Hillary Clinton at the 10th anniversary of the Center for American Progress said: “We are careening from crisis to crisis instead of having a plan bringing people to that plan, focusing on common sense solutions and being relentless in driving toward them.” More: On the government shutdown, “Clinton derided the consequences when lawmakers use ‘scorched earth’ tactics and operate in an ‘evidence-free zone,’” The Hill writes.
Speaking of those who helped shutdown the government… in a phone interview with the Des Moines Register ahead of his appearance in Iowa Friday, Ted Cruz “isn’t saying whether he’d be willing to take the government into a shutdown again as leverage for a Republican cause.” Said Cruz: “There will be time enough to talk about specific strategies and tactics. What I think is critical is that we keep front and center the need to stop Obamacare, because it isn’t working and it’s hurting millions of people.”
And: “What I am endeavoring to do across the country is mobilize and energize the American people, the grass roots, to turn this country around — to get back free-market principles and constitutional principles.”
At the same event at CAP, by the way, Al Gore railed against the Keystone Pipeline, calling it an “atrocity”: “This should be vetoed. It is an atrocity. It is a threat to our future.”
USA Today: A North Carolina Republican party precinct captain resigned after a Daily Show interview in which he bragged “that the state's Voter ID regulations would ‘kick the Democrats in the butt,’ and after making reference to ‘lazy blacks that want the government to give them everything.’”
Showing what a star Sen. Kirsten Gillibrand has become in New York state, this anecdote from a woman, an apple farmer, from Upstate New York, who attended an event with Gillibrand (a hamburger contest) to National Journal: "My husband told me I could come to this event only because it was Gillibrand. If it had been [Chuck] Schumer, he said he would have to divorce me." Writes Ben Terris: “A lesser talent might be torn between her two selves: the rural centrist from the closest thing that New York has to ‘real America’; and the Wall Street-financed, corporate lawyer who's appeared in fashion shoots for Vogue magazine. But after a rocky start in a political career that has lasted less than a decade, she has a found a way to turn the dichotomies to her advantage. Kirsten Gillibrand is determined to have it all—and, along the way, perhaps give Democrats their next bright, young national star.”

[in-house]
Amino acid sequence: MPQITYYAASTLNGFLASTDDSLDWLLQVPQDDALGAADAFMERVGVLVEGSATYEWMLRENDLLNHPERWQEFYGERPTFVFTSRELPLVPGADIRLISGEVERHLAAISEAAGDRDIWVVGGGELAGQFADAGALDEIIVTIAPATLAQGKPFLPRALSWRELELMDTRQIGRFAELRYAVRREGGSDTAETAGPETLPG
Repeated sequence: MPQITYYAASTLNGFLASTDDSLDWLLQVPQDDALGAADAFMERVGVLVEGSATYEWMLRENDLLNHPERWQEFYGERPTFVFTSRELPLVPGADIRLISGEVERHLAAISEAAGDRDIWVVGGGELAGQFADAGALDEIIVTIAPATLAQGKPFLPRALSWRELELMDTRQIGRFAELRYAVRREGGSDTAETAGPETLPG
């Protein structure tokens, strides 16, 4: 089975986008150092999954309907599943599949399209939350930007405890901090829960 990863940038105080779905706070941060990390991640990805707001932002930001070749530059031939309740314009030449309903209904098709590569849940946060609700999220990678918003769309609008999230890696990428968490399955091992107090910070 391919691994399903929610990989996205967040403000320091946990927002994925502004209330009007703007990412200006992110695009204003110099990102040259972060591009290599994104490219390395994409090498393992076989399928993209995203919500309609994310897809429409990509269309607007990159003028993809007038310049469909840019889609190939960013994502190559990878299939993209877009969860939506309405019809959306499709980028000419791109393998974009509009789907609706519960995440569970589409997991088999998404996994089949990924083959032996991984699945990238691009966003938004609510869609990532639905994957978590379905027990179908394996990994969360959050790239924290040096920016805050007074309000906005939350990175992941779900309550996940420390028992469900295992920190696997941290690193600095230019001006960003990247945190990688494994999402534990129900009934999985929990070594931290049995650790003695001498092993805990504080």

PENNSYLVANIA: There is speculation that Joe Paterno’s son, Jay – an assistant coach at Penn State – is considering a run for congress in PA-5 against Glenn G.T. Thompson. In 2012, Thompson won with 62% of the vote.
VIRGINIA: Jessica Taylor: “Trailing in polls for weeks, Republican Ken Cuccinelli pinned his waning hopes in the Virginia governor's race to Obamacare's woes, warning of the "big government" he claimed will envelop the state should the GOP lose control of the statehouse. But a last-ditch effort in the final debate of the campaign may not be enough to overcome his steady deficit to the Democratic nominee, Terry McAuliffe. The GOP attorney general opened and closed the hour-long exchange at Virginia Tech with shots at the glitches the health care website has been plagued by, and maintained that McAuliffe's support for the plan and additional Medicaid expansion would be devastating for the state.”
James Hohmann: “Ken Cuccinelli might have been expected to throw the kitchen sink at Terry McAuliffe in the final debate of a governor’s race the Republican attorney general is on track to lose. It was more like a Nerf football.”
First Read: Terry McAuliffe (D) has been outspending Ken Cuccinelli 3-to-1 in the last three weeks, maintaining a $1 million a week pace while Cuccinelli’s spending has been declining.